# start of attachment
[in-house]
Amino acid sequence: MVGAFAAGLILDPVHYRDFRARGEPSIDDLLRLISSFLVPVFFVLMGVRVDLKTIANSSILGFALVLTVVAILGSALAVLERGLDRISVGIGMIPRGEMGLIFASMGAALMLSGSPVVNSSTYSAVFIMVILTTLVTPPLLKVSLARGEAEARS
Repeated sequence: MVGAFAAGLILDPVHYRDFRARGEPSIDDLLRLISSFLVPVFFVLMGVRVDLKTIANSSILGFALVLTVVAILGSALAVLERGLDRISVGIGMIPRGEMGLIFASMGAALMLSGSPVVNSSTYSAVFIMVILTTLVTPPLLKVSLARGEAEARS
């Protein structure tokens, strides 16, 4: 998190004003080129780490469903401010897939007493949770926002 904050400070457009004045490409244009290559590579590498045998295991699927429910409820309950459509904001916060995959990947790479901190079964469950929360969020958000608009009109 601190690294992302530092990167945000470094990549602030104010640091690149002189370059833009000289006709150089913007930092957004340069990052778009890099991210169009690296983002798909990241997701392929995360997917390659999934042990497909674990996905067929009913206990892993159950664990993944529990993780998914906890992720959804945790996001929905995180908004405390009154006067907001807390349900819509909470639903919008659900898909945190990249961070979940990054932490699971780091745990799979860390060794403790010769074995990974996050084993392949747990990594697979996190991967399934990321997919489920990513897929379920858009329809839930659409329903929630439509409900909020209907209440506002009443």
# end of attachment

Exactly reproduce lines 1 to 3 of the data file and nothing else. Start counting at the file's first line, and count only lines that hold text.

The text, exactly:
[in-house]
Amino acid sequence: MVGAFAAGLILDPVHYRDFRARGEPSIDDLLRLISSFLVPVFFVLMGVRVDLKTIANSSILGFALVLTVVAILGSALAVLERGLDRISVGIGMIPRGEMGLIFASMGAALMLSGSPVVNSSTYSAVFIMVILTTLVTPPLLKVSLARGEAEARS
Repeated sequence: MVGAFAAGLILDPVHYRDFRARGEPSIDDLLRLISSFLVPVFFVLMGVRVDLKTIANSSILGFALVLTVVAILGSALAVLERGLDRISVGIGMIPRGEMGLIFASMGAALMLSGSPVVNSSTYSAVFIMVILTTLVTPPLLKVSLARGEAEARS